As U.S. states see the beginning of another wild game hunting season, health officials are sending out warnings about the dangers of undercooked or improperly handled game meats. Last year, for example, Wisconsin saw an outbreak of trichinosis that was ultimately blamed on undercooked bear meat.
“Wild game is frequently exposed to parasites and bacteria that can make people sick,” warns State Health Officer Karen McKeown in a press release issued by Wisconsin Department of Health Services last month.
Trichinosis is a parasitic disease caused by a type of roundworm but it is by no means the only pathogen out there. Bacterial infections from Brucella, Salmonella and E. coli, as well as infections caused by tapeworm, can all be consequences of consuming undercooked game meat. These pathogens are easily killed with proper cooking but they will typically survive being frozen, even for long periods of time.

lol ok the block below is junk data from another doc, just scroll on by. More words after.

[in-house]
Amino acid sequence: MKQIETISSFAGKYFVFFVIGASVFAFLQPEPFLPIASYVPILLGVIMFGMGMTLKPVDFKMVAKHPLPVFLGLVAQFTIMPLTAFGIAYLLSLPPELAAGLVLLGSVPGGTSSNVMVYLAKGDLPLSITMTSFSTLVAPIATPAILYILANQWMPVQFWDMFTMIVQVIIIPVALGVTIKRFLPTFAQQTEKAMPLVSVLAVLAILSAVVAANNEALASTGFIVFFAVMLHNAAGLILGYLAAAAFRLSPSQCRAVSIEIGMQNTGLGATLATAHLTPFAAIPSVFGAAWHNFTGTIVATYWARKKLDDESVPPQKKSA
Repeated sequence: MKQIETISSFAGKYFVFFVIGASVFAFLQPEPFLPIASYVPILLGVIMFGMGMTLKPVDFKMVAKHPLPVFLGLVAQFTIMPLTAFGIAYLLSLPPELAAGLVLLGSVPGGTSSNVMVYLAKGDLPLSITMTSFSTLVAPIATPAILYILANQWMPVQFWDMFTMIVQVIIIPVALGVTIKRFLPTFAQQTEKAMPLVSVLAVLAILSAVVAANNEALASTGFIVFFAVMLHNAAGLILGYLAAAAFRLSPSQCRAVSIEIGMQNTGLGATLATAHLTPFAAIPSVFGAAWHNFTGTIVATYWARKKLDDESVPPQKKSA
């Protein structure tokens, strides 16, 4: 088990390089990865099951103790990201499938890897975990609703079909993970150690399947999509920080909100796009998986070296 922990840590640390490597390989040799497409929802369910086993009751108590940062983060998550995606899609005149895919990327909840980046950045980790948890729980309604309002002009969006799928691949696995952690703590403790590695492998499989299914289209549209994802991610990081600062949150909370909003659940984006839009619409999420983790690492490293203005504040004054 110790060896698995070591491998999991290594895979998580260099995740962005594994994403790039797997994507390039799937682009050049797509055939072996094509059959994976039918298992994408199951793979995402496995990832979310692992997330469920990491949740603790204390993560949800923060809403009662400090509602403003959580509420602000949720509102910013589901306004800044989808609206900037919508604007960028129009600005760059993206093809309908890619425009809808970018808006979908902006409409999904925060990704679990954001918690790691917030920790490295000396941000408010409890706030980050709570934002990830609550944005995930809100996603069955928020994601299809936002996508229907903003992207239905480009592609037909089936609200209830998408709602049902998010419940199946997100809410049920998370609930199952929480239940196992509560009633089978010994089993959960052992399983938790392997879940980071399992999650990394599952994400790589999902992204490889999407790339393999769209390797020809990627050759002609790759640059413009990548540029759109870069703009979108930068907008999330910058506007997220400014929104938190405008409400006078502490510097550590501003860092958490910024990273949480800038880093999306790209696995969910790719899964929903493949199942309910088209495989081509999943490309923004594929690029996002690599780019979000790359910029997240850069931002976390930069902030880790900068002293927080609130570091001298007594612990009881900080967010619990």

Good estimates of how many people are sickened by parasites and bacteria in game meat each year are hard to come by but certain animals are known to carry certain dangers. Brucellosis, for example, can be carried by:
- Wild boar
Trichinellosis can be contracted through contact with:
- Wild boar
To reduce your risk of becoming ill–or making your family sick–health experts recommend some commonsense tips when it comes to field dressing your kills:
- Do not harvest meat from sick animals or those you find dead.
- Wear goggles and latex gloves to protect yourself from blood and other body fluids.
- Do not eat, drink or smoke while processing animals.
- Burn or bury any part of the carcass you don’t use. And include your gloves, too.
- Wash your hands thoroughly with soap and warm water as soon as possible.
- Properly disinfect all your tools after use.
And, of course, if you fall ill after eating any type of wild game, you should see your doctor.